Albert Speer, car traffic, and Swedish meatballs
by Julia Cornelius / translation by Max Bach
There is something surreal about arriving at Südkreuz – the broad, nearly empty train platforms under the oversized glass-and-steel hall, the glistening light shining through the Berlin gray, the scattered travelers standing around with huge packages ... the first-time visitor wonders what's going on.
A few destinations present themselves. One exit leads to a parking garage that integrated the clock tower of the old 1889 station. Another goes into the company's premises. A further wanders past a bright concrete desert to a forlorn Gründerzeit (the period of rapid industrial expansion) house spared from Albert Speer's Germania plans and WWII, where the "Club for Middle-Aged Folk" has found its home, a society clearly dedicated to the golden years.
The Südkreuz station has foremost an eastside and a westside. The main exit of the station, the western one, leads to the Hildegard-Knef-Platz (singer of "Für mich soll's rote Rosen regnen"), designed by the Berlin landscape architects Topotek 1. Behind it unfolds a gray panorama of commercial parks and the Autobahn. Given the sheet metal overload, it is easy to have doubts about whether this is the best exit to take. Then again: Traveling by foot in a world made for cars is also a fitting way to experience the urban.
The east General-Pape-Straße exit opens onto a narrow pathway, where hordes of pedestrians trek towards a blue-gold department store to pay homage to Swedish furniture design. The abundance of heavily weighed-down people on the train platform suddenly makes sense: It's the IKEA family! Incidentally, on Saturdays they can hire children immigrant workers to cart their purchases from their Swedish origin to the S-Bahn station for a few euros per trip.
In the direction of the mass migration one can also glimpse Gründerzeit houses, the former Tempelhof switch yard, the Autobahn and some recently built furniture stores in a new business center – the layers of Berlin's urban development are laid bare here.
The Südgelände begins only a few steps away over a pedestrian bridge – here, nature strikes back. Forced into a deep sleep when the Iron Curtain was hung and the industrial age came to an end, this area today resembles an enchanted urban land. Overgrown railway tracks and turning platforms of the former switch yard lead into a wood in whose clearings the noise of the street Sachsendamm mixes with the rustling of the trees, and old industrial chimneys alternate with huge billboard letters. A citizens' group in the 1980s saved this area and its unique inner-city existence from being wiped out, and made it into an impressive idiosyncratic space for local recreation, bringing together nature, art and technology.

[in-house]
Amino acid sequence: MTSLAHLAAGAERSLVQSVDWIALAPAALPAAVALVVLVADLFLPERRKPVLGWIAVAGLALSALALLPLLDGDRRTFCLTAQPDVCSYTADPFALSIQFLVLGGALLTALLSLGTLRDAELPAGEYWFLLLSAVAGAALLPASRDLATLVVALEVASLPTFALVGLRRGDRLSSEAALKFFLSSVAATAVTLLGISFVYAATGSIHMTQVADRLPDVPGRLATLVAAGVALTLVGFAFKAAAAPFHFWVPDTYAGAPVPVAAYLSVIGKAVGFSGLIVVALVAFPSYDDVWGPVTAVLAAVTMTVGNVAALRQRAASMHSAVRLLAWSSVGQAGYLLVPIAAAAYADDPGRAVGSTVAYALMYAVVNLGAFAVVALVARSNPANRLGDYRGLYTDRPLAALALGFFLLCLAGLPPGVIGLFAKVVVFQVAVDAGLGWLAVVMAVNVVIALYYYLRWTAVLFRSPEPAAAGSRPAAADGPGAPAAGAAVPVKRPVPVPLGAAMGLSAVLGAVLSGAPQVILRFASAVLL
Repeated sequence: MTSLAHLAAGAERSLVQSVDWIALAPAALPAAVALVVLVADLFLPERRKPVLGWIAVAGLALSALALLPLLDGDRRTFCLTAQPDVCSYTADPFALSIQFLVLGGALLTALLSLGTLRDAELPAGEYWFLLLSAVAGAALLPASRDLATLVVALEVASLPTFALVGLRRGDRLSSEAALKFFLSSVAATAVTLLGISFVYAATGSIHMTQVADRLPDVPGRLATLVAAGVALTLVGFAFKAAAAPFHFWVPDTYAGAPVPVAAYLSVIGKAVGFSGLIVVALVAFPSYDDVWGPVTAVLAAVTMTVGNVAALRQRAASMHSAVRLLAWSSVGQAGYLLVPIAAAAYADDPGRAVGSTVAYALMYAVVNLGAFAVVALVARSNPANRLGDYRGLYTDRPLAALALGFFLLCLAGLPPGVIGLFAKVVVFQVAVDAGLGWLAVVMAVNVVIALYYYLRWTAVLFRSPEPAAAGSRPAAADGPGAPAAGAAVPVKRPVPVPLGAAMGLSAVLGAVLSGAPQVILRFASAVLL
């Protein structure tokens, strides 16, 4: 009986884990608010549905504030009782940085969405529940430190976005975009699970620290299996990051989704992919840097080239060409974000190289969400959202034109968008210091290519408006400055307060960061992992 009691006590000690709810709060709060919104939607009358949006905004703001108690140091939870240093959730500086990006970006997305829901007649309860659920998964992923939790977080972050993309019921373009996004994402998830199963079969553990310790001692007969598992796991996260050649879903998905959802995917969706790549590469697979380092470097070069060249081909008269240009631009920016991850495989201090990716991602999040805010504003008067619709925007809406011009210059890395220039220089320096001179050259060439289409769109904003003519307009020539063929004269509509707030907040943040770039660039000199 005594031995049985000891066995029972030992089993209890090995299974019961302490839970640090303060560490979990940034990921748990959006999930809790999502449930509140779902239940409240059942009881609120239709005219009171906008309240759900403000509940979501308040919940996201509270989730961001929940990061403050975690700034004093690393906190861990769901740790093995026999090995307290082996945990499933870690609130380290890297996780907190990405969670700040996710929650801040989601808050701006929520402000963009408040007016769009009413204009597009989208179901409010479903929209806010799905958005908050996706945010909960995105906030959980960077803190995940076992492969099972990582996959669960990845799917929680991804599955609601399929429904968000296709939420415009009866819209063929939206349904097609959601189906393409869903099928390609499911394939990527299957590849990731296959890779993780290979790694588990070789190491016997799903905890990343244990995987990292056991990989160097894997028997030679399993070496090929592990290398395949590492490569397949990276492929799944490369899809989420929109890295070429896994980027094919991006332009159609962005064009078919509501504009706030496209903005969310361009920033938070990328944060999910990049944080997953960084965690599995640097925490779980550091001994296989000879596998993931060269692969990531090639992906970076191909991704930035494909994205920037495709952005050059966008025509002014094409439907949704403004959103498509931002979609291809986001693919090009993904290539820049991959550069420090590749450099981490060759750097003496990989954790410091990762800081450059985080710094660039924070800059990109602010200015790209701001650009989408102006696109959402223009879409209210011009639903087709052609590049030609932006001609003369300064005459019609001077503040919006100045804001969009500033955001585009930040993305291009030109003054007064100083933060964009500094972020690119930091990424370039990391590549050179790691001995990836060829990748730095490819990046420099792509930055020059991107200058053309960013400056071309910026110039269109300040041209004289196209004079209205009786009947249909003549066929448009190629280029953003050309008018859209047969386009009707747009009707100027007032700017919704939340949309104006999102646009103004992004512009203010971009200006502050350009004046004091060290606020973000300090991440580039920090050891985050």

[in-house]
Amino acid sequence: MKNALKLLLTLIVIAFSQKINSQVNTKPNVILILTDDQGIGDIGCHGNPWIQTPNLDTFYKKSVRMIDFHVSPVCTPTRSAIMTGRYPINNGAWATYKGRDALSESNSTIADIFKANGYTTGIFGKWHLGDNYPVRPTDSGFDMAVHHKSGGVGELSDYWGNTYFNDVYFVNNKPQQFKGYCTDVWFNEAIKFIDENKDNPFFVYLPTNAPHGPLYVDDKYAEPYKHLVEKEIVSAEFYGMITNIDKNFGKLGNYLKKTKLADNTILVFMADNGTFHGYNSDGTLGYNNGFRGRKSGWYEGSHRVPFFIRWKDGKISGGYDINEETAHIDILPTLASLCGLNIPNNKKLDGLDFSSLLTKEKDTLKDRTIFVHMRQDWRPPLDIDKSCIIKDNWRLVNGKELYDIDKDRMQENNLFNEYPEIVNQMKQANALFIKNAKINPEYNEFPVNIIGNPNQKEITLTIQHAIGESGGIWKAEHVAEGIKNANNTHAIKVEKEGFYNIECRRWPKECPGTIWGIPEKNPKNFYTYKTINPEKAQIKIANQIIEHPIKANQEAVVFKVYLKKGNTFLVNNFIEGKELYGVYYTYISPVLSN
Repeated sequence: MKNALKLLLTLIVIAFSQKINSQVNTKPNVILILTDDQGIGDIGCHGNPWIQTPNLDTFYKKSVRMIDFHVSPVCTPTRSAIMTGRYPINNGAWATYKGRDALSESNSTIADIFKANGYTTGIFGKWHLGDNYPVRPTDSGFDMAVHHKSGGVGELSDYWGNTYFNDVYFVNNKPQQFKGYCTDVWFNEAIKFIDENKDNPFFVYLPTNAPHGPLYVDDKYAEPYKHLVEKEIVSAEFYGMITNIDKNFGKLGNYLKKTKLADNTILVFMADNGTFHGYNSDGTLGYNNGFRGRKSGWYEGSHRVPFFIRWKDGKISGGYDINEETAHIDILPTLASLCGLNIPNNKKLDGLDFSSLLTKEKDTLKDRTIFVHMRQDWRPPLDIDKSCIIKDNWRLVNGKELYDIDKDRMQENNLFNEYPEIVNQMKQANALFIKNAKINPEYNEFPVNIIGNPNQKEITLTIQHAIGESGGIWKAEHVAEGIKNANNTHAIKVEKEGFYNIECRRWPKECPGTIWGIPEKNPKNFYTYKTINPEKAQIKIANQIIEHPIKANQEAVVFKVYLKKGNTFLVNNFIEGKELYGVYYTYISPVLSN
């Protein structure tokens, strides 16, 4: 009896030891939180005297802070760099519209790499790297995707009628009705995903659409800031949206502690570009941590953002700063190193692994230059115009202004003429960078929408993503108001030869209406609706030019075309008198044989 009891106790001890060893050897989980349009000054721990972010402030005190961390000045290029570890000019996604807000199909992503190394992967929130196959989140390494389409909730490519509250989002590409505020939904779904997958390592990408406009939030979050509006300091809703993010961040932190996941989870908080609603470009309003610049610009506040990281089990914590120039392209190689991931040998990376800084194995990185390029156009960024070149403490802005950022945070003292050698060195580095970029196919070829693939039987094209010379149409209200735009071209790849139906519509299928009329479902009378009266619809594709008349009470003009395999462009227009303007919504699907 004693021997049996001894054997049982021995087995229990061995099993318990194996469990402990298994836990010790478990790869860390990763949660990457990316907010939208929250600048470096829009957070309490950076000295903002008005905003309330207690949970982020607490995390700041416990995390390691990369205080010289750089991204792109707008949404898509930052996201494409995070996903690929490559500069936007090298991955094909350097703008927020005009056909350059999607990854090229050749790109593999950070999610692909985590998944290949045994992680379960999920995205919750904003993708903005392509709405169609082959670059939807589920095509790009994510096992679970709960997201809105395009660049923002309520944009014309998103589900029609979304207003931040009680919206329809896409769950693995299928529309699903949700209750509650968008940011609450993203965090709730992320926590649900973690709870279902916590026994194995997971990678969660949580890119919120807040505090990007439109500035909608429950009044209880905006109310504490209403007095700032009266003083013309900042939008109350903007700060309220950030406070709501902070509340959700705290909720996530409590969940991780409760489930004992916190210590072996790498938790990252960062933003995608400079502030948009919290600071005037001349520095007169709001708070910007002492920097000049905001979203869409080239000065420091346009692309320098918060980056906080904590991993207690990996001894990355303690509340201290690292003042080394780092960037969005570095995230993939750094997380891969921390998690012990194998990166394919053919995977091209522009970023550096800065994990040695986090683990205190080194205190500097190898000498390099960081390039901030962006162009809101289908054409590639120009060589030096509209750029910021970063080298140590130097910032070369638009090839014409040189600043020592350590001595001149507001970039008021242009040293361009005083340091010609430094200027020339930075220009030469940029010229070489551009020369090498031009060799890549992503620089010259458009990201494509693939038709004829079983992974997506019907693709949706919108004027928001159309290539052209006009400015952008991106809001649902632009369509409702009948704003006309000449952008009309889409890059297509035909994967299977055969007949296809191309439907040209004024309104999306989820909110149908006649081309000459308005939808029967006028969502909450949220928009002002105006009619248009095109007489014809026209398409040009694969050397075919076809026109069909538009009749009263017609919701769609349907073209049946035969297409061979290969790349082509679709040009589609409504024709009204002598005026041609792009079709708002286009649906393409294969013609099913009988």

However, something completely different could have been: Südkreuz played a central role in Hitler and Speer's plans for remodeling the imperial capital of Berlin. A 120-meter-wide north-south axis was to be ripped through the city and all of the important National Socialist offices, company headquarters and cultural institutions were supposed to be located along it. At its intersection with the Ringbahn, a monumental Südbahnhof (south station) was planned, bigger than New York's Central Station and connected by a broad gauge train to the yet-to-be-conquered Moscow. Across from its front square a victory arch of over 100 meters was meant to serve as an entrance gate to the new city center. The gigantic concrete cylinder of the Schwerbelastungskörper (load-testing structure) on General-Pape-Straße, built to measure the ground's carrying capacity, still attests to the megalomania of the epoch. With the discontinuation of the Germania project in March 1943, the plans for the Südbahnhof were almost ripe for development.
Today, almost 70 years later, the thought of what could have been is enough to make one happy about what now is.